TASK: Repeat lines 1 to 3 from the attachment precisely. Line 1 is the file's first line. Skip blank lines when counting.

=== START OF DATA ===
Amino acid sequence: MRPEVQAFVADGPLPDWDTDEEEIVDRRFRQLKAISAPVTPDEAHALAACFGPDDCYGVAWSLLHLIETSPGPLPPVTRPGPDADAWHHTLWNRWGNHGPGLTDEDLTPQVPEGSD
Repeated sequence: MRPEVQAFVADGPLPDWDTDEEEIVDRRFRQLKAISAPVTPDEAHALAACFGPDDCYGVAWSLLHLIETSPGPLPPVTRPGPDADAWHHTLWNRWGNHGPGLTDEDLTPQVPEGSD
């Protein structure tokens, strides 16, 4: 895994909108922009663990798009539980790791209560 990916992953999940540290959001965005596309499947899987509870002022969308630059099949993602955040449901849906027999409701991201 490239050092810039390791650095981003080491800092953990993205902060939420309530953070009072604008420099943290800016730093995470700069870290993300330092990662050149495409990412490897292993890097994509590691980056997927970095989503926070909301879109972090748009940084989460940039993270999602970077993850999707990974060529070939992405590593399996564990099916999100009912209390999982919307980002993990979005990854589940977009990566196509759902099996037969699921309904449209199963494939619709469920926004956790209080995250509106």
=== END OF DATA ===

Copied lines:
Amino acid sequence: MRPEVQAFVADGPLPDWDTDEEEIVDRRFRQLKAISAPVTPDEAHALAACFGPDDCYGVAWSLLHLIETSPGPLPPVTRPGPDADAWHHTLWNRWGNHGPGLTDEDLTPQVPEGSD
Repeated sequence: MRPEVQAFVADGPLPDWDTDEEEIVDRRFRQLKAISAPVTPDEAHALAACFGPDDCYGVAWSLLHLIETSPGPLPPVTRPGPDADAWHHTLWNRWGNHGPGLTDEDLTPQVPEGSD
């Protein structure tokens, strides 16, 4: 895994909108922009663990798009539980790791209560 990916992953999940540290959001965005596309499947899987509870002022969308630059099949993602955040449901849906027999409701991201 490239050092810039390791650095981003080491800092953990993205902060939420309530953070009072604008420099943290800016730093995470700069870290993300330092990662050149495409990412490897292993890097994509590691980056997927970095989503926070909301879109972090748009940084989460940039993270999602970077993850999707990974060529070939992405590593399996564990099916999100009912209390999982919307980002993990979005990854589940977009990566196509759902099996037969699921309904449209199963494939619709469920926004956790209080995250509106």